One of the country's largest iwi groups is giving $100,000 to help thousands of school children in low socio-economic areas.

Waikato-Tainui becomes the first iwi in Aotearoa to link up with children's charity KidsCan, which has been providing food, shoes, clothing and basic healthcare for disadvantaged students since 2005.

A full pōwhiri and signing ceremony will be held this morning, in Auckland, and will see members from Waikato-Tainui, the KidsCan board, politicians and school leaders present.

The Māori King, Tūheitia Paki, will be represented by his eldest son, Te Ariki Tamaroa Whatumoana Paki.

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The charity's chief executive, Julie Chapman, said they were excited about the historic collaboration that would help to fulfill their mission to provide the basics for disadvantaged young Kiwis.

"We know Waikato-Tainui is equally dedicated to helping children who are going without the basics get an equal chance at an education,'' Chapman said.

"They understand the importance of supporting their tamariki by improving their well-being, so they can forge successful futures - not only for themselves, but for the benefit of their whānau, iwi and the wider community.''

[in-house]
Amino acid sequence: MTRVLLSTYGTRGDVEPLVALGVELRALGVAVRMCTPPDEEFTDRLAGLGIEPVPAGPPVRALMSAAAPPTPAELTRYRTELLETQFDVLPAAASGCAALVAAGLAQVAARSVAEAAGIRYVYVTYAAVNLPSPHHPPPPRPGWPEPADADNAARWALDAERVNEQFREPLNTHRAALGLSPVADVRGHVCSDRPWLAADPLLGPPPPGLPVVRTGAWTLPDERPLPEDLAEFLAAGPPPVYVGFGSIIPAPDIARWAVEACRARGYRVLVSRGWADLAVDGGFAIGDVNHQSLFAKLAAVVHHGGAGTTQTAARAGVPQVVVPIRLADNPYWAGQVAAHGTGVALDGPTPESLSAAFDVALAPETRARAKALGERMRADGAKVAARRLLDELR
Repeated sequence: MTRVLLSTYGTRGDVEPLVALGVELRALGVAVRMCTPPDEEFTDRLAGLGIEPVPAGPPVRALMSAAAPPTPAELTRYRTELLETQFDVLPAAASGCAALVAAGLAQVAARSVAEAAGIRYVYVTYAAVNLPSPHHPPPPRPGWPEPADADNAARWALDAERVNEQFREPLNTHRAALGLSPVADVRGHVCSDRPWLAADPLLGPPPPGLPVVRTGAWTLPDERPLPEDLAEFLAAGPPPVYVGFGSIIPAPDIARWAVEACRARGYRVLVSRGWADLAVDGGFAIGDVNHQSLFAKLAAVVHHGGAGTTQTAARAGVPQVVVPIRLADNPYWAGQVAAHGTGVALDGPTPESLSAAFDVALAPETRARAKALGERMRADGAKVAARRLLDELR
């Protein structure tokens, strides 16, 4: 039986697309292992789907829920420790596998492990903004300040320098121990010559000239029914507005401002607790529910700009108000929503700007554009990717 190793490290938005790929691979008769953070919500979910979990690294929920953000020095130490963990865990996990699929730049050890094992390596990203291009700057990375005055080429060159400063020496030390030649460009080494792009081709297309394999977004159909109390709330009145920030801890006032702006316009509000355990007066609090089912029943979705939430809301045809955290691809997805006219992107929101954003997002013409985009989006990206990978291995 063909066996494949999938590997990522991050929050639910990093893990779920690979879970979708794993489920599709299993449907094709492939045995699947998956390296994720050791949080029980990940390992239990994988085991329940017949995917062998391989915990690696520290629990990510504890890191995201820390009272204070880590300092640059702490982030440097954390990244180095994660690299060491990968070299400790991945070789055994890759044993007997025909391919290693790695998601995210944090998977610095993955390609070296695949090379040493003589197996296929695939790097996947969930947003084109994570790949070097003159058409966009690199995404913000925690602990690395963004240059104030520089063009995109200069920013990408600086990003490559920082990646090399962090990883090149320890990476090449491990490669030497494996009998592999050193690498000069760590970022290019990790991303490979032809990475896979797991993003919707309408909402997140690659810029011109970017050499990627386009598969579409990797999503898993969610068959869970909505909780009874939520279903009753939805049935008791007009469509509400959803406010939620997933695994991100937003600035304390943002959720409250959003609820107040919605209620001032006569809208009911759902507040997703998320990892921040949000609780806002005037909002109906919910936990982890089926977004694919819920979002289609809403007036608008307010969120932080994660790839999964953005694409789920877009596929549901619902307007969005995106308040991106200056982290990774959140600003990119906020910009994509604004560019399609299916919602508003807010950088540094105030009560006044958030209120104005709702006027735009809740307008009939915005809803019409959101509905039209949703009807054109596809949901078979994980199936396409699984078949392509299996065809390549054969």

Over the years, the children's charity has provided over 146,000 pairs of shoes, 22 million food items, 293,000 socks, 305,000 raincoats and 556,000 health and hygiene items.

A total of 709 schools and 171,000 children have benefited.

This particular grant will provide 23 primary, intermediate and high schools from the Waikato and South Auckland areas with food and healthcare items such as tissues, hygiene and sanitary products.

The schools have a high percentage of Māori students. Among those involved and where today's presentation will take place is Papakura Intermediate, which boasts an almost 80 per cent Māori student population.

Many of those pupils come from families with ties to Waikato-Tainui and a high number live in the Waikato region.

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Rukumoana Schaafhausen, chairwoman for Te Arataura - the executive body for the iwi - said the grant was a one-year partnership that was in support of the charity's great work in schools.

"Our tamariki and mokopuna are our future and as an iwi, we are committed to supporting them to be in a position to design the world they want to live in,'' she said.

"This starts with getting them into the classroom in a position to learn.''

Today's signing comes as the charity waits to hear whether or not it will still receive its $350,000 a year Government funding.

Late last year, Chapman told media she had been told that the funding would end in July.

It is expected a decision will be made in next week's Budget announcement.